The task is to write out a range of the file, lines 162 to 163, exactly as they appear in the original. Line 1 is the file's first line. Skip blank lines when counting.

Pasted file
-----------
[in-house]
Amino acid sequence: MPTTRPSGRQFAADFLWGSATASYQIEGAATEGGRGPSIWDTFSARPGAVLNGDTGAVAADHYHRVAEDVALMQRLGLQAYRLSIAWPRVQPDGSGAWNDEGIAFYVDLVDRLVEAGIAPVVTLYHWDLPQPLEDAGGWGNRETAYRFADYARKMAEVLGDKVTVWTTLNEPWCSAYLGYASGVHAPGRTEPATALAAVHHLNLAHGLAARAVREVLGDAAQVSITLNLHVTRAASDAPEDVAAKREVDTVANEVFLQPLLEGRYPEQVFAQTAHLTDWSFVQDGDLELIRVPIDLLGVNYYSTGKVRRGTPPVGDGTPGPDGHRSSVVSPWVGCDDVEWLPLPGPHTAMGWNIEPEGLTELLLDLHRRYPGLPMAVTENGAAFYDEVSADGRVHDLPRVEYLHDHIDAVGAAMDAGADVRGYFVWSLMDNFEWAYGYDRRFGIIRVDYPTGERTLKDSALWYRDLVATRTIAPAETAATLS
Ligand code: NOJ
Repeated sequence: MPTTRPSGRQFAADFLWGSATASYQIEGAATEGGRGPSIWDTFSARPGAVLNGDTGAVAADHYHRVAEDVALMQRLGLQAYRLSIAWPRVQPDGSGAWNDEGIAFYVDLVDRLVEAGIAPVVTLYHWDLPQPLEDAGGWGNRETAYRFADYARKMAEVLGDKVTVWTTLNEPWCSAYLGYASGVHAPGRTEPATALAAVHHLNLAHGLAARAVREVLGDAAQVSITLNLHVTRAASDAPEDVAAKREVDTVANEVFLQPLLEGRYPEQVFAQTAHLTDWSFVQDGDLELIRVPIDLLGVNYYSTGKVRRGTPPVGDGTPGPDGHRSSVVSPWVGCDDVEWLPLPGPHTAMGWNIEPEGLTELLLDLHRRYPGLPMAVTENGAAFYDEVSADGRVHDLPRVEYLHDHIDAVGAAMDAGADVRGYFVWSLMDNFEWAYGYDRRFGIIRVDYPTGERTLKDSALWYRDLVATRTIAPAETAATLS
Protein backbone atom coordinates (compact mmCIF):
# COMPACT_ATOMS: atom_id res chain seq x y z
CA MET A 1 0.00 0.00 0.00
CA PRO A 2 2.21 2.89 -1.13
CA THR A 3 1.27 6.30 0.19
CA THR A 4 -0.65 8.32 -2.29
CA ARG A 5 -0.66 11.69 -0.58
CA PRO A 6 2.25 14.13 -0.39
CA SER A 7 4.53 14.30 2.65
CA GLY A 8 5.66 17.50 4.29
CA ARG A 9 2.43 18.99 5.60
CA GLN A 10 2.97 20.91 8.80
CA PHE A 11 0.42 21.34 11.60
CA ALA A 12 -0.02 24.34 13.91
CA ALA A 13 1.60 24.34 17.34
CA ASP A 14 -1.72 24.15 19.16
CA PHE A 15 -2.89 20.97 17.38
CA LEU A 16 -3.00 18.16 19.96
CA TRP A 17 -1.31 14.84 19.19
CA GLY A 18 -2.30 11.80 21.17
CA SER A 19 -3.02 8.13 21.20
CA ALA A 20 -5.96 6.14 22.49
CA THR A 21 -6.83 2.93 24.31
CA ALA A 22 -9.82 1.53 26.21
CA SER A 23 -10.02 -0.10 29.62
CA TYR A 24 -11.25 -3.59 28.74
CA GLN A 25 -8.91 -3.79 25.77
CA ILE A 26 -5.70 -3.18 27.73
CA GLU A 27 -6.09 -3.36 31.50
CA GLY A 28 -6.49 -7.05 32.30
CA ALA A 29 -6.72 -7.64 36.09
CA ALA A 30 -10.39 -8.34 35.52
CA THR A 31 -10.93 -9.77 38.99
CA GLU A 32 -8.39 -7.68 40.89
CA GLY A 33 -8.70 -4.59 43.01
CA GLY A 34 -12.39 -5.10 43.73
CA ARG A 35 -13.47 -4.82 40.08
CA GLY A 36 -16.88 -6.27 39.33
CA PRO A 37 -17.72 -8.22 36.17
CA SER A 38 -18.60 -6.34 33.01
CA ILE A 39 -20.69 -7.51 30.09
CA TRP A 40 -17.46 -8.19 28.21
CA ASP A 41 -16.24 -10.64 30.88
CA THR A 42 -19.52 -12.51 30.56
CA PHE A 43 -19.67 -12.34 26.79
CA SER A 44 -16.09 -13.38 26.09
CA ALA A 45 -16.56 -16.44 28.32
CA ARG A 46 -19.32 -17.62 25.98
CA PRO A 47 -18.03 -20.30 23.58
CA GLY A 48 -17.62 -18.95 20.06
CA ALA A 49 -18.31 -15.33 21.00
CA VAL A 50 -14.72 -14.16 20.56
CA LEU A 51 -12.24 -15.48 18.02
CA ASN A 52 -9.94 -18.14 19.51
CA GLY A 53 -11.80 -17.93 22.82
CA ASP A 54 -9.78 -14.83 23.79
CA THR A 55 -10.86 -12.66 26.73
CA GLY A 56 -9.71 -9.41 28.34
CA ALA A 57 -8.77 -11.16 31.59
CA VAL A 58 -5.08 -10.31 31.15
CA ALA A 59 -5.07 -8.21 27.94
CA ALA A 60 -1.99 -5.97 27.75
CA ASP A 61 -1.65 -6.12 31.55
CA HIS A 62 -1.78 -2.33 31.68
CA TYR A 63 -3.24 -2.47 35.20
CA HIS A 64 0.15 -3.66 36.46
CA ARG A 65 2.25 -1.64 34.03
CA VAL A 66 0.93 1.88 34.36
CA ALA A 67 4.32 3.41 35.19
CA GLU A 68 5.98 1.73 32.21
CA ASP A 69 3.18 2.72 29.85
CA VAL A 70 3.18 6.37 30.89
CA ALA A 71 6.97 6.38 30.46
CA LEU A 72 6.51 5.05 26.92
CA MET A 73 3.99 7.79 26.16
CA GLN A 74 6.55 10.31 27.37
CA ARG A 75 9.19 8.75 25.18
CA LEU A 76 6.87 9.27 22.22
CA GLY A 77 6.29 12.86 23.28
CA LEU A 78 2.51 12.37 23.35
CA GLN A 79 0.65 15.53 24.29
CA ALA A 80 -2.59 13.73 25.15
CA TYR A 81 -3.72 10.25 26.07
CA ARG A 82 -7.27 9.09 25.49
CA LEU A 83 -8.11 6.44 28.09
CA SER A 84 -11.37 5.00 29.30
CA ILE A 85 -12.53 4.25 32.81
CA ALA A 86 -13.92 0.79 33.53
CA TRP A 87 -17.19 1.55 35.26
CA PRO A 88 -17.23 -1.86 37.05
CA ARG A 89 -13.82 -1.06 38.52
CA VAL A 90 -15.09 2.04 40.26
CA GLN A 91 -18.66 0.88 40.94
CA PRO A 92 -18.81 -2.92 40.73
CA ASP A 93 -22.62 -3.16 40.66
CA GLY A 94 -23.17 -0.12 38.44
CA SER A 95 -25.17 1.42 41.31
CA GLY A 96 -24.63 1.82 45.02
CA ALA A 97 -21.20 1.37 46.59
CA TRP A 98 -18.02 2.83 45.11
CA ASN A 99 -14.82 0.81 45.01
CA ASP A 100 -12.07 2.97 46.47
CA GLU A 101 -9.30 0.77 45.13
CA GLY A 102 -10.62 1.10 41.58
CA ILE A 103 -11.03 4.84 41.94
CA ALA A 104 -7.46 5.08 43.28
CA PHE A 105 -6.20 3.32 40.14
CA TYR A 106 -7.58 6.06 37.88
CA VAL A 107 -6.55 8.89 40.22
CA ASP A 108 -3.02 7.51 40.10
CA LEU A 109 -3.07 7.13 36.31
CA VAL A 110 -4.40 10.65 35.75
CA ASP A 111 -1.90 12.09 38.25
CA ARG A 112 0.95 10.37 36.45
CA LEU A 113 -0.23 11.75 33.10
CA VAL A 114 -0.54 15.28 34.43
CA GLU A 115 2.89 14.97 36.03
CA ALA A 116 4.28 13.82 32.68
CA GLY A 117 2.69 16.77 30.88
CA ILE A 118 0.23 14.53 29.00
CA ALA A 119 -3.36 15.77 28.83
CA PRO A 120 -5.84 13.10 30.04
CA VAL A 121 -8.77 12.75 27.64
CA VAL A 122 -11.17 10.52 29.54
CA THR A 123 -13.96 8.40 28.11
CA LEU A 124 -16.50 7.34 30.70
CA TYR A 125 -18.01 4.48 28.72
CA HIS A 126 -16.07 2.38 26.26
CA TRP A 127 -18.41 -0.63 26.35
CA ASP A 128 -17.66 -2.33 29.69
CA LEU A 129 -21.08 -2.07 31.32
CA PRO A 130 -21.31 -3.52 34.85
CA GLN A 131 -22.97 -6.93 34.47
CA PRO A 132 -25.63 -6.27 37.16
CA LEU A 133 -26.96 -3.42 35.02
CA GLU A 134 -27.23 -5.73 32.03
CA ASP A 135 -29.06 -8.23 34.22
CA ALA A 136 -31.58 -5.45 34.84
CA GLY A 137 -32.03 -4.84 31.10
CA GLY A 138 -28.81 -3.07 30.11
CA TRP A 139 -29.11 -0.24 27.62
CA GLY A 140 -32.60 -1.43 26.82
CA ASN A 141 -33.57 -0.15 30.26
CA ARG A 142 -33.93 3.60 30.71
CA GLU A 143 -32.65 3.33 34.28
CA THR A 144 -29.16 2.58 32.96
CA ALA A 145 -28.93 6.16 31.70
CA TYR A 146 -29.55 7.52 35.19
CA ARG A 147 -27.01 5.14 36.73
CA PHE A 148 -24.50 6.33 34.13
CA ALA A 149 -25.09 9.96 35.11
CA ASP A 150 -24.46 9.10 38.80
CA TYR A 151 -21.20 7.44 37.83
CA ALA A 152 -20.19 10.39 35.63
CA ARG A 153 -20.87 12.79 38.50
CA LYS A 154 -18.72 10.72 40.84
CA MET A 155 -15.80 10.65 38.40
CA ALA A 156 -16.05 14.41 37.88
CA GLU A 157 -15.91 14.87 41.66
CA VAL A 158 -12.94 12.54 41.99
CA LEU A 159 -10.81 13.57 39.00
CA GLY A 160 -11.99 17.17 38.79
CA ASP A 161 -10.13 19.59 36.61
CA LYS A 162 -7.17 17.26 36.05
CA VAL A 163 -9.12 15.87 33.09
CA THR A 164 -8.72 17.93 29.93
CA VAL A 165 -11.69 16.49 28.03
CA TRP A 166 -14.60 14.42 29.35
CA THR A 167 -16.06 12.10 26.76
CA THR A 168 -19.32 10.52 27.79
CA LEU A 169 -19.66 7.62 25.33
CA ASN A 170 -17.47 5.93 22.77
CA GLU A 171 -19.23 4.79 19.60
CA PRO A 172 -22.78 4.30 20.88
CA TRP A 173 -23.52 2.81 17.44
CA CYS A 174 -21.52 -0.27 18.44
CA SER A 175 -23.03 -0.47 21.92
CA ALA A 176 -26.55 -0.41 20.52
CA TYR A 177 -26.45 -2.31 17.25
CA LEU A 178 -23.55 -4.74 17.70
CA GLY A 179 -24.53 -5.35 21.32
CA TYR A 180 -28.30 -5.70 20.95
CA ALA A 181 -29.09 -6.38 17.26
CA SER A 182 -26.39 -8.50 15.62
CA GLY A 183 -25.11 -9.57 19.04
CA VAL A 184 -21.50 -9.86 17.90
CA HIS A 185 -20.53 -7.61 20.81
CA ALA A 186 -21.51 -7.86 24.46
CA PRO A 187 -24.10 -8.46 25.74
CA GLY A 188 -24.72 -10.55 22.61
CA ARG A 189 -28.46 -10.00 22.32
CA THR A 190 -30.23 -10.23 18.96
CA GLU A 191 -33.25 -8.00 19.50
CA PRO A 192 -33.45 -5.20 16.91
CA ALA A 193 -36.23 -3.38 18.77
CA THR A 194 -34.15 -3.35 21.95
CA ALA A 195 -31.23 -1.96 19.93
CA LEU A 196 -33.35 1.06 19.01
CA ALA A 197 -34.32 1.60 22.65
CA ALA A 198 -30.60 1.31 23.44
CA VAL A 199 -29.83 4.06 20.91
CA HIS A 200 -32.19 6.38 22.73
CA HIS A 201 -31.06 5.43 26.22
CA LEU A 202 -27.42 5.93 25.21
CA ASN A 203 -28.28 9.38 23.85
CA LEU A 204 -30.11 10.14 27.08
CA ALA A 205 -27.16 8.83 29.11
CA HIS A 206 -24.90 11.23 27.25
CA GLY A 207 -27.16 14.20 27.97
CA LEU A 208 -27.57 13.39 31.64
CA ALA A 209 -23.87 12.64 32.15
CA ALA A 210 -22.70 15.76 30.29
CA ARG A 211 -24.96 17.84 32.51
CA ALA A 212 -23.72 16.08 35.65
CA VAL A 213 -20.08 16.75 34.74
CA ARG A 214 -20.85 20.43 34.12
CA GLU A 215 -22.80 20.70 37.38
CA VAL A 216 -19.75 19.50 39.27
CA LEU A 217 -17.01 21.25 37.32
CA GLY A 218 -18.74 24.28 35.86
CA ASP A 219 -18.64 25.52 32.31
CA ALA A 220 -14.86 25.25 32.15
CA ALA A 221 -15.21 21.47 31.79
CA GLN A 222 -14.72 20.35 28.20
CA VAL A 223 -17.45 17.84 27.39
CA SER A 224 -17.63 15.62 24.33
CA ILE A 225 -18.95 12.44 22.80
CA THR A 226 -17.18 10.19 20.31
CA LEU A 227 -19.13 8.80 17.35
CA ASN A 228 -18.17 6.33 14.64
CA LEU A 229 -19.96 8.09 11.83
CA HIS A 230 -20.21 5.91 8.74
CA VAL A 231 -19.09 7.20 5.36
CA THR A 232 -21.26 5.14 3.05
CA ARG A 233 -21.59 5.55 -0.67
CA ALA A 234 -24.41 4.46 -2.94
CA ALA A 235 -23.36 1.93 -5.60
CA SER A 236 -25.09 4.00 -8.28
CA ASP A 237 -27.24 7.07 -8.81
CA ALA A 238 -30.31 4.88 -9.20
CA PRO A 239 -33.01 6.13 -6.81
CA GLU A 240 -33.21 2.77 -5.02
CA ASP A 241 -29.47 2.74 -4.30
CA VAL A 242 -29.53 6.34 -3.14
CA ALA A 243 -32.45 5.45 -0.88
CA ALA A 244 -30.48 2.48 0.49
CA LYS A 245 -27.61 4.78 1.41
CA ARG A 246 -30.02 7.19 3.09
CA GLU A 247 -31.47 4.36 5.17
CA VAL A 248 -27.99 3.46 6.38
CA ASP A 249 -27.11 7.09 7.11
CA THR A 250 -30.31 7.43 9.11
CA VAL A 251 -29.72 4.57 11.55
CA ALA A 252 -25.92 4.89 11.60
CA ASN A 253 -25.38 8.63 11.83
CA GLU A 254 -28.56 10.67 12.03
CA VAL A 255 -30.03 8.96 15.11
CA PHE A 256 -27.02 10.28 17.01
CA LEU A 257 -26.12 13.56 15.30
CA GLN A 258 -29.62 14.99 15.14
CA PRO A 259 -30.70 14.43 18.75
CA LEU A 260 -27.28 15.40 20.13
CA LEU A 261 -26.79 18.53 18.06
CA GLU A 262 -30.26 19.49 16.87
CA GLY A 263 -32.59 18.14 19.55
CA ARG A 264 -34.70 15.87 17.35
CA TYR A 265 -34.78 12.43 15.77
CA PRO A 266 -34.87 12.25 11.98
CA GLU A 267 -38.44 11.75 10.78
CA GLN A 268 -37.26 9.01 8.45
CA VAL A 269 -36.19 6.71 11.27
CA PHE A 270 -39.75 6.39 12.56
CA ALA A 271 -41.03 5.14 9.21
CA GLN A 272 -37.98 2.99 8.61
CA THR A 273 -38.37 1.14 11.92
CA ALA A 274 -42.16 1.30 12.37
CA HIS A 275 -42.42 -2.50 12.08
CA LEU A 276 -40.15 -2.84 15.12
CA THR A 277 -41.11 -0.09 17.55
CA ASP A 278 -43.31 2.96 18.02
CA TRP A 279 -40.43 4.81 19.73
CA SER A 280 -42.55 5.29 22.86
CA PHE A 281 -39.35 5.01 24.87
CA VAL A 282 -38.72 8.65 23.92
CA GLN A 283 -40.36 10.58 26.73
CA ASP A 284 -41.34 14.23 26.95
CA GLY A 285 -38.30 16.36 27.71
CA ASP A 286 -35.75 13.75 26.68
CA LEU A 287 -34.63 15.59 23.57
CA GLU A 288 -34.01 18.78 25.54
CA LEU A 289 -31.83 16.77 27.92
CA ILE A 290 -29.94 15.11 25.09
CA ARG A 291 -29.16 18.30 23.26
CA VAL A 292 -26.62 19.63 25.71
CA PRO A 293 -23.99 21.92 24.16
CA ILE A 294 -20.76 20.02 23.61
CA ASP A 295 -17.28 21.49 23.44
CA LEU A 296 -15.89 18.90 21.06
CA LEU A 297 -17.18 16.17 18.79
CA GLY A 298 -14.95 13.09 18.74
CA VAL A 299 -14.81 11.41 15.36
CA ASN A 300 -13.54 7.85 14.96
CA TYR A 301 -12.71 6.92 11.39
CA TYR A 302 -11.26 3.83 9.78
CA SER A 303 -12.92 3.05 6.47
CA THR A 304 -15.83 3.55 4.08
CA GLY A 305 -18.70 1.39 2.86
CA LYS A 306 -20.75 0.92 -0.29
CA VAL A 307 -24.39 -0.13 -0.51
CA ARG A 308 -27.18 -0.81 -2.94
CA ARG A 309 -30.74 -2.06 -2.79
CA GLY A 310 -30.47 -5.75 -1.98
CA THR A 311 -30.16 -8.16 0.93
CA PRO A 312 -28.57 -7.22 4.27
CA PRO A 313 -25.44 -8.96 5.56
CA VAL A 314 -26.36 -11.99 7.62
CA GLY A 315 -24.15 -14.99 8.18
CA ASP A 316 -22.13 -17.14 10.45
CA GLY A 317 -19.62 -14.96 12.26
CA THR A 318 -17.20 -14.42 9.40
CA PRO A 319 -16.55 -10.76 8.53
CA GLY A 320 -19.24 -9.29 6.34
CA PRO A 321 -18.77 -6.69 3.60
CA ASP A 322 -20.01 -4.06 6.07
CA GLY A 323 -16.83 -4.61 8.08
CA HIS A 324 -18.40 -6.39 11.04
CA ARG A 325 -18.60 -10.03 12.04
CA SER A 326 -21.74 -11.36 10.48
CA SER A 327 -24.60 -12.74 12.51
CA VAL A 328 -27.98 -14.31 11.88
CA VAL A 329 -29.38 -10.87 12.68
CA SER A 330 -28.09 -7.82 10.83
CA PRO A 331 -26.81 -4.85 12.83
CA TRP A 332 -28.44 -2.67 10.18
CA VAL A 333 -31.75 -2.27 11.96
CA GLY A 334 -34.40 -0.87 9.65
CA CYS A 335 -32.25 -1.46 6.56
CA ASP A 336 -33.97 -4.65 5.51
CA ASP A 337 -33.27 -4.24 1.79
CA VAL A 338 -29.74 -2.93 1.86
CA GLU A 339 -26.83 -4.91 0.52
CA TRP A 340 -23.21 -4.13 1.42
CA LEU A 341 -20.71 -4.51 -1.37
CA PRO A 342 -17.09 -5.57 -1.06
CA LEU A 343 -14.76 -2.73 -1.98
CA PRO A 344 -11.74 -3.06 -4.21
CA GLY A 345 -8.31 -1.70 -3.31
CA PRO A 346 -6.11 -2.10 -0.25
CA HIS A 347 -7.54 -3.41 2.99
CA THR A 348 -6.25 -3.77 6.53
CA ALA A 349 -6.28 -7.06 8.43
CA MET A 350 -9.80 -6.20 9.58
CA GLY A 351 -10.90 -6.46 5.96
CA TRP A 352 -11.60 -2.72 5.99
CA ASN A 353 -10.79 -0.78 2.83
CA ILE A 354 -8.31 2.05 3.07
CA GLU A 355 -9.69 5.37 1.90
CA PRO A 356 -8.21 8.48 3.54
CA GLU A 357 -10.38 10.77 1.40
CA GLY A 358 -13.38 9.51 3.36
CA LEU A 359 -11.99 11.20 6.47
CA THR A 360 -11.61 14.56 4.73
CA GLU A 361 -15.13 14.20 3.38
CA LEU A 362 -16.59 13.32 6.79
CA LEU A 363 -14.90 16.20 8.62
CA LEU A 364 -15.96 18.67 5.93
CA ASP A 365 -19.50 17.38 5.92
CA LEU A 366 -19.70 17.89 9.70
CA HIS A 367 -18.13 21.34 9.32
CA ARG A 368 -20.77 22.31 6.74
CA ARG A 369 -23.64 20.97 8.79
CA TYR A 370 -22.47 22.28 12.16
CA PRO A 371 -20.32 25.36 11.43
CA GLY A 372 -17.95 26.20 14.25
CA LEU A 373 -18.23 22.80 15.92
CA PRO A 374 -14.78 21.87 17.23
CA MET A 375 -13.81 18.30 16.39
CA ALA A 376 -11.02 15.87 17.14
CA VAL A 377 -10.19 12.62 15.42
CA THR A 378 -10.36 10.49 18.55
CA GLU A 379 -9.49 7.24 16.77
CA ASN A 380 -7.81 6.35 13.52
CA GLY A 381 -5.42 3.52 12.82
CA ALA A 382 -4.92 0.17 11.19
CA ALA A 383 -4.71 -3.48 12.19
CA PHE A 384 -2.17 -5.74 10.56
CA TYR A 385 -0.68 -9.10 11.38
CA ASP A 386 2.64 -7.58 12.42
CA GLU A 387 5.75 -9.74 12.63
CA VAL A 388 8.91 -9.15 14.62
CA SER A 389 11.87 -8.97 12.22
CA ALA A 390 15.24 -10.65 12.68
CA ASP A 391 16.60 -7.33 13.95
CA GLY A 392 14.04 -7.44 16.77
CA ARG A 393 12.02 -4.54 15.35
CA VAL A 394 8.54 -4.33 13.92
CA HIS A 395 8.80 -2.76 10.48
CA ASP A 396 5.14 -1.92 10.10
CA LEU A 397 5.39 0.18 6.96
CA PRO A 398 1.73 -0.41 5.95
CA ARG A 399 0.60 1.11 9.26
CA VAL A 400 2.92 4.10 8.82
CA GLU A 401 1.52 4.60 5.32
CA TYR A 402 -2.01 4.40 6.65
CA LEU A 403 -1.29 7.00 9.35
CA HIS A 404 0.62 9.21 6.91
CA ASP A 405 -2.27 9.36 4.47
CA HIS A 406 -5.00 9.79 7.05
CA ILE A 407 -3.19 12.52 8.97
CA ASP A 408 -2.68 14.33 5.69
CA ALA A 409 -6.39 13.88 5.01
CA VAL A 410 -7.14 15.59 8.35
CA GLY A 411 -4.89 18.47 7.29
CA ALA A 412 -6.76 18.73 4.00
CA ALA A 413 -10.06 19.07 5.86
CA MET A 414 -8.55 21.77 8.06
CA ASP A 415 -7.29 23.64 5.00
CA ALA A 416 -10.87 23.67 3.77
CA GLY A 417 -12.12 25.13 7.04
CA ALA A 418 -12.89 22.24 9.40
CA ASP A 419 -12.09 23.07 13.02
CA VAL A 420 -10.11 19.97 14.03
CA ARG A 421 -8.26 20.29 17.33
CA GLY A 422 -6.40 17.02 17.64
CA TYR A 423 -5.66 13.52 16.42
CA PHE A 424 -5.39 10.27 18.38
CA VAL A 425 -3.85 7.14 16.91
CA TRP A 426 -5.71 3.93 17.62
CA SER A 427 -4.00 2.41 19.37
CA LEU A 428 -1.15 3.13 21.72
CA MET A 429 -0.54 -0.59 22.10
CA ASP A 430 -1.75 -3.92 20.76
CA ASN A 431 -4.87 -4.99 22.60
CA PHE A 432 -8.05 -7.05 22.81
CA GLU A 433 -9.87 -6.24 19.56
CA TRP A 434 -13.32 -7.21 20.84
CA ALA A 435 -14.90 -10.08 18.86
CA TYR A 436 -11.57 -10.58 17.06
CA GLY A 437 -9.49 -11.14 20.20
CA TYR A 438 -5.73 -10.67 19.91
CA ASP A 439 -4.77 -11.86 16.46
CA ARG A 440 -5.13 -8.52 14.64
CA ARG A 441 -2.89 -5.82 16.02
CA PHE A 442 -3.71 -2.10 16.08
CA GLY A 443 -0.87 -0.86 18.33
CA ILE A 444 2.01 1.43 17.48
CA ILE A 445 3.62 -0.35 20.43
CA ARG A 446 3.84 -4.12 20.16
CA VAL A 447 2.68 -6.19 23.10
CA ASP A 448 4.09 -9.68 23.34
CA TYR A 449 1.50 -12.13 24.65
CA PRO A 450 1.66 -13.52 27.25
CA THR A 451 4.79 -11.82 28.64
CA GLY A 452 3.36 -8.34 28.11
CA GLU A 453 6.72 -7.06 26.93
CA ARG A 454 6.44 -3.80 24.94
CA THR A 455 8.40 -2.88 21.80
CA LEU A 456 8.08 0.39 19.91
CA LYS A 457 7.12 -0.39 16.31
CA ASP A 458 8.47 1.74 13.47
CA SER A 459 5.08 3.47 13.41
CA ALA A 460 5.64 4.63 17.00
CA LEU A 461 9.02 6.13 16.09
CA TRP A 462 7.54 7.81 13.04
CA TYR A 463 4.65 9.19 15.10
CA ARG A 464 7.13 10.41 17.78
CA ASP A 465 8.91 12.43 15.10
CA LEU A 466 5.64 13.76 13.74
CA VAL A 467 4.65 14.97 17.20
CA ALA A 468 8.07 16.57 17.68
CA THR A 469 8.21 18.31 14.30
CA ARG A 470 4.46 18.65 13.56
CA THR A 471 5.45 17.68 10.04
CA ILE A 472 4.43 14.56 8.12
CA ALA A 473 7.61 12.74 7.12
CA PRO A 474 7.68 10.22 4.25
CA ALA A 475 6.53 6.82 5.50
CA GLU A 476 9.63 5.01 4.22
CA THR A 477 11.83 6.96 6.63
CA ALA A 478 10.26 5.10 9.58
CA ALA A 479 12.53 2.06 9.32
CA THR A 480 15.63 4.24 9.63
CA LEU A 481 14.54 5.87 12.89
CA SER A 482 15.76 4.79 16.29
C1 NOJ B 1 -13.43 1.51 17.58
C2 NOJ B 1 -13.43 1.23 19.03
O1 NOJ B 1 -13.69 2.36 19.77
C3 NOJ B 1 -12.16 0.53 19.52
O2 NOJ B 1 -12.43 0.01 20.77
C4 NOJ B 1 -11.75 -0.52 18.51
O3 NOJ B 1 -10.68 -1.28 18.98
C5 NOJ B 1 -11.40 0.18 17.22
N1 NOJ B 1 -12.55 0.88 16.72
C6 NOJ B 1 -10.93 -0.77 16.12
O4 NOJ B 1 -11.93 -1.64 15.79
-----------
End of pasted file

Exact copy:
CA ALA A 156 -16.05 14.41 37.88
CA GLU A 157 -15.91 14.87 41.66